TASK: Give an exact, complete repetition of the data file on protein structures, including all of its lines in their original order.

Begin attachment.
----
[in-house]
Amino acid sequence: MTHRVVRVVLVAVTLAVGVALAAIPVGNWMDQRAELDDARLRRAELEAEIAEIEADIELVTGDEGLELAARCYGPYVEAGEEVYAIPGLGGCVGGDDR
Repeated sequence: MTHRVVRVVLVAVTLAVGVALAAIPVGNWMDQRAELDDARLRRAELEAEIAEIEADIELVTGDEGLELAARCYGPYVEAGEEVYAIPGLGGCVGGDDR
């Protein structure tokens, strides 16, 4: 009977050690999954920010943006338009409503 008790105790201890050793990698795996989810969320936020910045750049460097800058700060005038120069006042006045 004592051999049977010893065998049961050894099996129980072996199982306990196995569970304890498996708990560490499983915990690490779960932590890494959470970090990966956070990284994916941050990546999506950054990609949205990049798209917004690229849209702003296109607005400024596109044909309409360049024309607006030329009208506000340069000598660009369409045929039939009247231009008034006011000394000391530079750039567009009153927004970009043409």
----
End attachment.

[in-house]
Amino acid sequence: MTHRVVRVVLVAVTLAVGVALAAIPVGNWMDQRAELDDARLRRAELEAEIAEIEADIELVTGDEGLELAARCYGPYVEAGEEVYAIPGLGGCVGGDDR
Repeated sequence: MTHRVVRVVLVAVTLAVGVALAAIPVGNWMDQRAELDDARLRRAELEAEIAEIEADIELVTGDEGLELAARCYGPYVEAGEEVYAIPGLGGCVGGDDR
């Protein structure tokens, strides 16, 4: 009977050690999954920010943006338009409503 008790105790201890050793990698795996989810969320936020910045750049460097800058700060005038120069006042006045 004592051999049977010893065998049961050894099996129980072996199982306990196995569970304890498996708990560490499983915990690490779960932590890494959470970090990966956070990284994916941050990546999506950054990609949205990049798209917004690229849209702003296109607005400024596109044909309409360049024309607006030329009208506000340069000598660009369409045929039939009247231009008034006011000394000391530079750039567009009153927004970009043409």